A broadband phone service company and an ISP targeting Canada’s Aboriginal communities have joined forces to deliver affordable Internet phone service to First Nations peoples who have traditionally had limited access to communications infrastructures.
Vonage Canada and Nations Sphere, an Aboriginal company based in Ohsweken, Six Nations of Grand River, Ont., have reached an agreement whereby the ISP will sell Vonage’s broadband phone service under the MetHawk Telenet brand. The deal means that Nations Sphere will be the first Aboriginal ISP to offer broadband Internet and Internet telephone service powered by Vonage’s voice over Internet Protocol (VoIP) technology.
The MetHawk Telenet VoIP phone service will be available as flat rate residential packages starting at $19.99 per month for 500 minutes of phone time (local and long-distance), up to $39.99 per month for unlimited local and long-distance calling in Canada and the U.S. And business packages covering Canada and the U.S. will range from $55.99 per month for 1,500 local and long-distance minutes, up to $69.99 per month for unlimited calling.
First Nations peoples in Canada are currently paying high local and long-distance rates, said Kim Sigurdson, president and CEO of Nations Sphere, which provides tele-conferencing, tele-health, distance education and Internet TV services across Canada. These rates, he said, amount to hundreds of thousands of dollars a year for even the smallest Aboriginal communities.
“A First Nations community of approximately 500 people will spend between $15,000 to $20,000 a month, or roughly a quarter of a million dollars a year — that’s phone, Internet and fax,” said Sigurdson, adding that the bundled offering is due later this year. “And with us, they (will) save almost $8,000 a month, or roughly $100,000 a year.”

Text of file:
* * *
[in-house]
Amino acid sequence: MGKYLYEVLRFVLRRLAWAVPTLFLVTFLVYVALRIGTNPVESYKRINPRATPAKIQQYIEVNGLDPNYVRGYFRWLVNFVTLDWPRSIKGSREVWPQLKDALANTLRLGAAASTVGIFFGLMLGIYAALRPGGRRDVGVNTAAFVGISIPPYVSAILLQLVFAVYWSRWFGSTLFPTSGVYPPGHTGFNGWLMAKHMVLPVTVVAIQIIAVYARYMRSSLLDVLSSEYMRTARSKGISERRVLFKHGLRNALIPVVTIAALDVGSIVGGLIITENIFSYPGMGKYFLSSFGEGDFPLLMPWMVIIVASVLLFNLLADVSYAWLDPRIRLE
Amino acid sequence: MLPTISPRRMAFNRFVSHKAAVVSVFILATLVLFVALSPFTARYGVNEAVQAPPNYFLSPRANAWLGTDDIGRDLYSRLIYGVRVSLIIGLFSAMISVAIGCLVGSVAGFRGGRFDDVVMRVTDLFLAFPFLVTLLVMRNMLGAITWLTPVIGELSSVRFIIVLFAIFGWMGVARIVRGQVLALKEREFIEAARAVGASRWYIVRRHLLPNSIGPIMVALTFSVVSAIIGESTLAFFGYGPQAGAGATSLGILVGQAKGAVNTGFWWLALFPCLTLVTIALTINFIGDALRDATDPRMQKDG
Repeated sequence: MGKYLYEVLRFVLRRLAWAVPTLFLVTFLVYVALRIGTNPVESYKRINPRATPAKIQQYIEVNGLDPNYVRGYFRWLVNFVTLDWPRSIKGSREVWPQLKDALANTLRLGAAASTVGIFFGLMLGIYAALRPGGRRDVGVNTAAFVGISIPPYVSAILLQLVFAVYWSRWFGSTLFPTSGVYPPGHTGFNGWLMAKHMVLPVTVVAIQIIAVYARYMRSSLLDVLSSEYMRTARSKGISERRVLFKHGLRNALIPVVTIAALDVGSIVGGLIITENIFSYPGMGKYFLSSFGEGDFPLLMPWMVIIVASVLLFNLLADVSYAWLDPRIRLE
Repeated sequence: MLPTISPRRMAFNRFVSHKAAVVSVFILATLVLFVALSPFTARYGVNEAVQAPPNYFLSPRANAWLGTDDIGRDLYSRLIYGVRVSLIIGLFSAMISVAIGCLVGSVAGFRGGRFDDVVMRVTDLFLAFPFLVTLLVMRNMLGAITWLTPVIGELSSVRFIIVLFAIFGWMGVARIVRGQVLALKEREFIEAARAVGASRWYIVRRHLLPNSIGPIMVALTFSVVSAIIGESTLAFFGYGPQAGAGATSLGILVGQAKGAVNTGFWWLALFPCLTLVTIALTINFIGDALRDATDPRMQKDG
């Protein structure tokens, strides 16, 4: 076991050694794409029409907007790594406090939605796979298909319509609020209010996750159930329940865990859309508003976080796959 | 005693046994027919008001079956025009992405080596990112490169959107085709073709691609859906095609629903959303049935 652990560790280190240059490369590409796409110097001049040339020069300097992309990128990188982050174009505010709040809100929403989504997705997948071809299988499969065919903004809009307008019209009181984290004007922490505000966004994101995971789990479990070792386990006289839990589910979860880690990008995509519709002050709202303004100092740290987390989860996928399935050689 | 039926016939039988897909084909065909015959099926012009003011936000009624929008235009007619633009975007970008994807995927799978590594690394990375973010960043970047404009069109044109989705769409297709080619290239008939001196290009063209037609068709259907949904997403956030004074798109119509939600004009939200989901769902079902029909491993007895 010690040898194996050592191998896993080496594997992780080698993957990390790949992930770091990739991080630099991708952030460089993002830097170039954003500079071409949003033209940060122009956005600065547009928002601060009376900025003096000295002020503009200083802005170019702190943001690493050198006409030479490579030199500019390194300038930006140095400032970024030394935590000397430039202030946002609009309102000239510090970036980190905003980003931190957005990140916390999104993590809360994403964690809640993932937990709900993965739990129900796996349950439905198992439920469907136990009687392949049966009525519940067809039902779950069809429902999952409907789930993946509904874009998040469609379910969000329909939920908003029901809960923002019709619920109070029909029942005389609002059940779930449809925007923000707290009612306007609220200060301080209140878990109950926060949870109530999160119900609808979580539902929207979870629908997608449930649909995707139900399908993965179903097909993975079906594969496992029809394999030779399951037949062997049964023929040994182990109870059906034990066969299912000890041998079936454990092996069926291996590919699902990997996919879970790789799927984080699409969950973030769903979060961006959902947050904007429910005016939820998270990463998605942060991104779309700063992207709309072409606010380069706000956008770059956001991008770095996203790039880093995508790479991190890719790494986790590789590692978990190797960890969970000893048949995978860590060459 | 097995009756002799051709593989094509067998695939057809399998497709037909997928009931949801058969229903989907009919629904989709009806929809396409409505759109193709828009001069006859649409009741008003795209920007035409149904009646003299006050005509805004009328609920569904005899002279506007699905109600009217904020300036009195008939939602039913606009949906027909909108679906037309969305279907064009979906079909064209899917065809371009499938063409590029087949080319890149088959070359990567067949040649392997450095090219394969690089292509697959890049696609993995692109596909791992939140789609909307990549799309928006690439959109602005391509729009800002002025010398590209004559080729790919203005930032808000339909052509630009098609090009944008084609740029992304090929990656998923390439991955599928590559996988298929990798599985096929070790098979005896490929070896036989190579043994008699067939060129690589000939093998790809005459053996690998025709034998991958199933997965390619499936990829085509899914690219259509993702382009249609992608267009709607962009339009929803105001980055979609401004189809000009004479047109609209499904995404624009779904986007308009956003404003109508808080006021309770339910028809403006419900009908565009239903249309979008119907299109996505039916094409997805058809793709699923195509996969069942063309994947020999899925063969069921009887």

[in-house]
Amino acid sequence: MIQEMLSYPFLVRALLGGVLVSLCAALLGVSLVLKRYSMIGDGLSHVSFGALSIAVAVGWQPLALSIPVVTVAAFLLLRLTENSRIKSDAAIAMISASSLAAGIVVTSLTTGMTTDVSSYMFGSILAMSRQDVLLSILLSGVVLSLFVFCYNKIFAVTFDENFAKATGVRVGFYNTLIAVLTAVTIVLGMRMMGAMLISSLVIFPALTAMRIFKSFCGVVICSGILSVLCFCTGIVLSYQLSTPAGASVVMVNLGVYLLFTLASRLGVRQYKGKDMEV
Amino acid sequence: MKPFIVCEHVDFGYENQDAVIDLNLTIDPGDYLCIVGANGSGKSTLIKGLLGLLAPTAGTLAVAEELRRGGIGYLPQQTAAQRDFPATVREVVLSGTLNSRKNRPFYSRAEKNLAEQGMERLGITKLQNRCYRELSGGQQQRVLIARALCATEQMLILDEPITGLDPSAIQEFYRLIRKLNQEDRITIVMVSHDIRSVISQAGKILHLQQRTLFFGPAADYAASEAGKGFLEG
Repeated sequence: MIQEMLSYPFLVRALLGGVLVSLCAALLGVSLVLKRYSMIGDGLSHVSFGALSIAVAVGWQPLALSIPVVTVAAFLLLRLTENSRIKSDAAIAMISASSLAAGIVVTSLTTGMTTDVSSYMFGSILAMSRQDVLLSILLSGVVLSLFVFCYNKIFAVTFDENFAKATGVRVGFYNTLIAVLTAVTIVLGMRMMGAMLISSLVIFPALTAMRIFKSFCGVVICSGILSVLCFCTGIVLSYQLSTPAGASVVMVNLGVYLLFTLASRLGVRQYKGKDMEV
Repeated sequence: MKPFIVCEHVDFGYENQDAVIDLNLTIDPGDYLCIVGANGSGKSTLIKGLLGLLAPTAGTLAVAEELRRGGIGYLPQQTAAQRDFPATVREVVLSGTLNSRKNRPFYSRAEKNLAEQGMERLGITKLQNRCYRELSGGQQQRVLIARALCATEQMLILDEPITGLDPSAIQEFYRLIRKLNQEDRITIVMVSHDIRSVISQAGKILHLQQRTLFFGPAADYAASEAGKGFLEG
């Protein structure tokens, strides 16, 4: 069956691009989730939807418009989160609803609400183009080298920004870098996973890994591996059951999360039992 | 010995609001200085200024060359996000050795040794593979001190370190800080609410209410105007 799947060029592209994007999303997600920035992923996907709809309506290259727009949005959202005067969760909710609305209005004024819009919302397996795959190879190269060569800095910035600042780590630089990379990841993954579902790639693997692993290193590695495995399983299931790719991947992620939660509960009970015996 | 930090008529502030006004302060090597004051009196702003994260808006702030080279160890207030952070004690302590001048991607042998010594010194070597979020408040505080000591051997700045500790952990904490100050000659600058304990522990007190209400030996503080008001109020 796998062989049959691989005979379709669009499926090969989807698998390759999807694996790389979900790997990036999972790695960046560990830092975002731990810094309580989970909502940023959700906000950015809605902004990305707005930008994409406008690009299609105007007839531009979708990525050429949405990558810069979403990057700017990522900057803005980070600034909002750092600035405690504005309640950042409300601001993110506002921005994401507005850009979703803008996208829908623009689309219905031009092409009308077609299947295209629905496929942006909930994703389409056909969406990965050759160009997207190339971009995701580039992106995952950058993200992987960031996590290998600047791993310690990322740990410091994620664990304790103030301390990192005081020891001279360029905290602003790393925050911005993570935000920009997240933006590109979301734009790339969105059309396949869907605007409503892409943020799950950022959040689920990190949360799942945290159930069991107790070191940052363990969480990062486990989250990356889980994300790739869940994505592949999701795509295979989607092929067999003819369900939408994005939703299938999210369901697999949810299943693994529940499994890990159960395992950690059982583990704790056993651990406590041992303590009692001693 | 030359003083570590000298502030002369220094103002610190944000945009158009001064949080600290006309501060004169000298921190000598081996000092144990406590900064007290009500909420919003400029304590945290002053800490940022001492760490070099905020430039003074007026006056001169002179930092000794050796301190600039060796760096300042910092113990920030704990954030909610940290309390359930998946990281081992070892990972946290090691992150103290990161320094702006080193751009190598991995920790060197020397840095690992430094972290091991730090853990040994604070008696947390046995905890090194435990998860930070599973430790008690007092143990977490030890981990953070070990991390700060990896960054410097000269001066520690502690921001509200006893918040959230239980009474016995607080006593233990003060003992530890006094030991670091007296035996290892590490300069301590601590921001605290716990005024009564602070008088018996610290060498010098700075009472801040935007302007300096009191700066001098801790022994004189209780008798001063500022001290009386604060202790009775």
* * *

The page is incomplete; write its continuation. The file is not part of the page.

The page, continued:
Joe Parent, vice-president of marketing and business development at Vonage Canada, headquartered in Mississauga, Ont., said the company expects to have both 911 and a local number portability capability built into its service for all customers by the end of the month.
“It’s almost a social revolution in terms of bringing technology to these groups and all the power that comes with that,” he said, adding that aboriginals tend to prefer buying from within their own communities. “The fact that we can partner up with a company like Nations Sphere and deliver our service through them gives us a better opportunity to be able to sell our services into the Aboriginal community than we might be able to do, say, if we just went in under our Vonage brand.”
Roberta Fox, senior partner at Markham, Ont.-based consulting firm Fox Group, has decades of experience working with Aboriginal peoples. The Nations Sphere-Vonage Canada partnership, she said, is really the continuation of a trend that has seen Aboriginals following their entrepreneurial leanings and making things happen in their communities.
“More and more of them are becoming business-oriented,” said Fox. She added that Aboriginals who, while previously stuck with dial-up Internet access, learned to use the least amount of code possible to create Web pages, will now be able to leverage high-speed options to take their e-commerce initiatives to the next level.